Operations Manager IFRC Ukraine Delegation
”Being a woman in this kind of job has served me”
Violaine has been in the Red Cross Red Crescent Movement for 30 years with a wealth of experience in many different fields. She started as a volunteer for the Canadian Red Cross, and then moved on to work for emergencies in Honduras, Sri Lanka, countries in the Middle East and in Eastern Europe. She is currently the Operations Manager for Ukraine Delegation. “The more I learned about the Red Cross and the work of the Movement, the more passionate I felt about the job.” She has clearly depicted the depth of her experience in two collective humanitarian books published in French. One of her books talks about her experience in Liberia and delves into the ethics of child protection and the dilemmas faced in this line of work.
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Operations Manager IFRC Ukraine Delegation

”I started my journey with the Movement as a volunteer in Quebec as First Aid instructor. I had a friend who worked in First Aid there who encouraged me to join. I was then selected as ambassador for the ban on landmines in Canada. I had always been interested in international development because I had majored in political science and international humanitarian law and had studied the work of the RCRC. What I really liked about our field of work is that we could do different things and that we are not confined to one field. I have worked in 30 countries with different National Societies and in different fields. I have worked in Protection, National Society Development, Weapon Contamination, Management and Leadership, Operations, and as First Aid instructor. It was very broad in terms of experience and opportunities. I liked that.

The Movement has deeply impacted my life. I met my husband and best friends while working in the Movement. Being in the Movement constitutes 30 years of my life and some of the missions I was involved in have left a permanent mark on my life. For example, the Middle East is very close to my heart where I spent years in Palestine, Yemen, Syria, Lebanon. That part of the world is very close to my heart. I experienced many different things there - I was there when it was peaceful, and I was also there when there was conflict. The people I met there gave me a transformative experience. Another profound experience I had was while I was working for ICRC where I had the privilege of leading the Protection team for family reunification in the North of Liberia. A lot of children were displaced, their parents had died, and they were taken into refugee camps in the neighbouring countries. This was very transformative for me because my team and I reunited 600 children with their families over a period of 1 year. It was intense. I was visiting children in prisons, juveniles who had been child soldiers. One of the books I wrote talks about my experience in Liberia. I like to write and the book is the legacy I would like to leave in this world.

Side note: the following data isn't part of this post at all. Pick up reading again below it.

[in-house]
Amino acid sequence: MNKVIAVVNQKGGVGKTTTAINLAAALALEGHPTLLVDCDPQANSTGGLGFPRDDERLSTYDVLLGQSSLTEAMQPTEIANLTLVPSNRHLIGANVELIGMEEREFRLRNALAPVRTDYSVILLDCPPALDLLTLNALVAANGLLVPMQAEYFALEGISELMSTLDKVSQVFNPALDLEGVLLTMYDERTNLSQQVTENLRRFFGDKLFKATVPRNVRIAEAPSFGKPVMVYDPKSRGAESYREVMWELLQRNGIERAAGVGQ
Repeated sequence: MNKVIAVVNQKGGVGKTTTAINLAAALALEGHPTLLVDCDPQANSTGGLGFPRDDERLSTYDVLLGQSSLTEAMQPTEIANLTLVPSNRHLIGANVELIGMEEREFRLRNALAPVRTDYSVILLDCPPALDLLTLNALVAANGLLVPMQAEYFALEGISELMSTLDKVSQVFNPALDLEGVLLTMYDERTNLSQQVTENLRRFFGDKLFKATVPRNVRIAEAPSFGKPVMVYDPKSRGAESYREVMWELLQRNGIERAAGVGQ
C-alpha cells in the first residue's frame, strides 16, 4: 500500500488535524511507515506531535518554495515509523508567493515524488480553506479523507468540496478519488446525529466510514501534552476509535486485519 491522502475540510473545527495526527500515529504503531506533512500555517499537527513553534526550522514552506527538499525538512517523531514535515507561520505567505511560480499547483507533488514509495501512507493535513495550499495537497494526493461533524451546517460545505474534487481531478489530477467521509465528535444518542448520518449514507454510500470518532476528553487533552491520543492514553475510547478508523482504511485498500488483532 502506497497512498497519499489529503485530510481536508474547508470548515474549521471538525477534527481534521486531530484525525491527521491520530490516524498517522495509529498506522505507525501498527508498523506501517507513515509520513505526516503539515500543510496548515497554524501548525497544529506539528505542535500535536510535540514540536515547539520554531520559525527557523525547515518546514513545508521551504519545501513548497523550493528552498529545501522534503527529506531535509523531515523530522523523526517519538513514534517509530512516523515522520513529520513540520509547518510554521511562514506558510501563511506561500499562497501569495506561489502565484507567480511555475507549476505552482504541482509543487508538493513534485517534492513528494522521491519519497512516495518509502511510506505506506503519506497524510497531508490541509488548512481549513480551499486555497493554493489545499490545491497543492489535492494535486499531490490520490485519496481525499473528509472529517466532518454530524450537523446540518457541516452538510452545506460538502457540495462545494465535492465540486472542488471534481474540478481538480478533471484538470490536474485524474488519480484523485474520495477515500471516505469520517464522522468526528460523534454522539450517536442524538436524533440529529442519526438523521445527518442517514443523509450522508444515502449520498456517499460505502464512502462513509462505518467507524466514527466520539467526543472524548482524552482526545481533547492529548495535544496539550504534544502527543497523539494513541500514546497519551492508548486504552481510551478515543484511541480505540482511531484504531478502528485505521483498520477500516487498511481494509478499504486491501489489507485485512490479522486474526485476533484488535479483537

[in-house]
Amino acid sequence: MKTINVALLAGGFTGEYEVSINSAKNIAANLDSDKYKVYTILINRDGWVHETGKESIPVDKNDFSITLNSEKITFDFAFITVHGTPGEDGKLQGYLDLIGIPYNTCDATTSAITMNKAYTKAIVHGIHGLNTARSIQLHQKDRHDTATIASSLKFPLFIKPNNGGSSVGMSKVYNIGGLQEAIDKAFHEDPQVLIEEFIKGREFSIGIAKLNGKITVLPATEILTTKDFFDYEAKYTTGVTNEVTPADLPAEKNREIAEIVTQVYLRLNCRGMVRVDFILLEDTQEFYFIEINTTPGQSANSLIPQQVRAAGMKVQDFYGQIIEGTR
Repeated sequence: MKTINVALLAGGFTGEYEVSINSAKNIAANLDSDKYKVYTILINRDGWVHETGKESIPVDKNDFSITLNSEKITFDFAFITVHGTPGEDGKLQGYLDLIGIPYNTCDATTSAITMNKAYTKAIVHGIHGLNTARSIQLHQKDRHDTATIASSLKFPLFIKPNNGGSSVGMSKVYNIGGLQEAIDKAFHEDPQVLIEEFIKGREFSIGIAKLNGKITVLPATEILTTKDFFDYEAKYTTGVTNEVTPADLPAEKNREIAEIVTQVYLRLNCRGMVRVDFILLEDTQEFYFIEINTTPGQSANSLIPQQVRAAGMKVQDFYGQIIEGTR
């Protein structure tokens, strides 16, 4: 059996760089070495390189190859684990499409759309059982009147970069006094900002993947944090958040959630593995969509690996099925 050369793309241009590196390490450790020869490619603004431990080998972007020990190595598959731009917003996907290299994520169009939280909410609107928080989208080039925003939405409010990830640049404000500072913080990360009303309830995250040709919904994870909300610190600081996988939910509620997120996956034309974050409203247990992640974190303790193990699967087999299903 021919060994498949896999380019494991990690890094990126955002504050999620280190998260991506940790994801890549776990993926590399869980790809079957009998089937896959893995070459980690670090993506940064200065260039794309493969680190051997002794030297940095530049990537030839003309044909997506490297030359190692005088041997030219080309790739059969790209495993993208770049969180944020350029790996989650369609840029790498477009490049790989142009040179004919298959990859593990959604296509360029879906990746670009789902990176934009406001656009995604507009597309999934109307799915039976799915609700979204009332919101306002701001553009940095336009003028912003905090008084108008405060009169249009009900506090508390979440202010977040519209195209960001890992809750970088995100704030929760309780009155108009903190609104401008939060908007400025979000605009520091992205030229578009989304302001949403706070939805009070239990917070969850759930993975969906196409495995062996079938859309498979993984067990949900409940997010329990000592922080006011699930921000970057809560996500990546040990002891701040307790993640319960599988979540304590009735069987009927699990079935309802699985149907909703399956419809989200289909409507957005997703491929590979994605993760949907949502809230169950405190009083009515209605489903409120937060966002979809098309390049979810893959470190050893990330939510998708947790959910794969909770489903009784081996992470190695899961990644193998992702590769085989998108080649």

”I have found that men and women lead differently because we think differently and act differently”

– Violaine Des Rosiers, IFRC

When I was first deployed to Ukraine in my current position, the environment was mostly male dominated. Many of them came with their own apprehensions and biases, without really taking the time to think about their role. In my experience, I have found that men and women lead differently because we think differently and act differently. Women leaders care more about building healthy relationships and fostering a two-way dialogue with others while truly caring about their needs. In certain deployments, I found that the men before me had not put in enough effort to build a strong relationship with the National Society.

Another thing that left an impact on me is that I was once told that I cared too much. This was very shocking to me and while discussing it with my friends, I realised I was not the only oneto hear this from a man. It seems that many men disconnect while leading and do not engage emotionally. Having said that, I do think the downside is we, as women, are much more prone to burnout and we do not really prioritise our self-care, which can lead to us becoming dysfunctional sometimes. As a leader, I have always had good relationships with my teams as I balance out tough love. I have always been direct, honest, transparent and caring. I have found that this helps build trust and helps the team work better together. It is difficult to navigate in a world where most leaders are men. In our current operation, we are outnumbered by men and this shows itself clearly in the way meetings are conducted. You can see that the conversations and relationships do not focus on the collective. Women will surround themselves with the right people to succeed, they will make alliances and form consortiums and consult with each other and support each other.